I have chosen the illustration to the left (specially made by yours truly) to illustrate the effectiveness of two rounds of chemo. What you are looking at is dramatization of the inoperable main tumor that I have in my left lung. Pre-chemo, it looks angry and appears to have the potential to get angrier. After two treatments of standard chemo, it has suffered quite a shock. Good news for me - more time on the planet. Bad news for the tumor - it must now work harder - which if you think about it is really bad news for me, ultimately. For now though, I'm happy that chemistry has bought me some time.

KB and I have been searching for a home to actually buy - it should cost us significantly less than rent, and we'll be able to nest it and make it our own instead of tolerating all of the plain beigeiness that comes from apartment living. Our lease runs out at the end of May, so here's hoping we can get into something by then.

Until then, it's life as usual in the big city. I continue to be happy and thankful and to love.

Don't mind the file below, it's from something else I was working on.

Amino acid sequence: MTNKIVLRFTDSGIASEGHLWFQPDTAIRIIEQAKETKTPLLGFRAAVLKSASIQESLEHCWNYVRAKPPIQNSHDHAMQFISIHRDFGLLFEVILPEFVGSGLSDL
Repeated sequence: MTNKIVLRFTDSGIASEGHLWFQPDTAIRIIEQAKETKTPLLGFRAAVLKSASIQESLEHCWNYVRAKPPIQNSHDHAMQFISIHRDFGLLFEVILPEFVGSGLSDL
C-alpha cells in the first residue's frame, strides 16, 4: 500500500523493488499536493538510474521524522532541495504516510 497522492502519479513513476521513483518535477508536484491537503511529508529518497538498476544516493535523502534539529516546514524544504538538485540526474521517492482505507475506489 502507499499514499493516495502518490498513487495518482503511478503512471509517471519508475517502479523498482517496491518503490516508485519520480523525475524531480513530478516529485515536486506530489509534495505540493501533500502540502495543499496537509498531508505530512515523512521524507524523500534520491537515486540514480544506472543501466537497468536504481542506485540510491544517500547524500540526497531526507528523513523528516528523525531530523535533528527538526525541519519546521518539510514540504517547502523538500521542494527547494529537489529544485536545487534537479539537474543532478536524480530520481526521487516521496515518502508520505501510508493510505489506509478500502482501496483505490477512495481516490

Monday, April 4, 2011

Congratulations! You have pulled the Cancer Card!

Today is the 6th month anniversary of my pulling the cancer card! Bob Barker, what prize to we have for our guest today?

Well Burt, we have a brand new thoracic CT with contrast!

It's true. I celebrated this auspiscious day by getting a thoractic CT scan to see if the chemotherapy is successfully combating the cancer. I'll find out on Friday when I go in for my lab/doctor/infusion appointment.

From what I've read on other cancer blogs and wall posts, CT scans of this nature can cause a great deal of anxiety - people are afraid that treatment is not working, or if they are having a scan to see if the cancer has come back, they are obviously anxious that the cancer has returned. Evidently, it's much easier to win the first round with cancer than subsequent ones.

I have to tell you though, I really haven't had any anxiet as of yet. I'm not sure why this is other than 1) I think the chemotherapy is working because some of my symptoms have gone away, and 2) because I have prepared myself for it NOT working. My whole life it has been this way. I prepare for the worst so that I'm pleasantly surprised if the news is good. What's helpful for me too, I think, is that I know that any good news is, essentially, temporary. There will come a day when my DNA mutation mutates again so that any treatment is basically useless. Don't get me wrong, I plan on seeking out different treatment options along the way, but I know where this train is ultimately headed.

Curiously, I'm okay with it.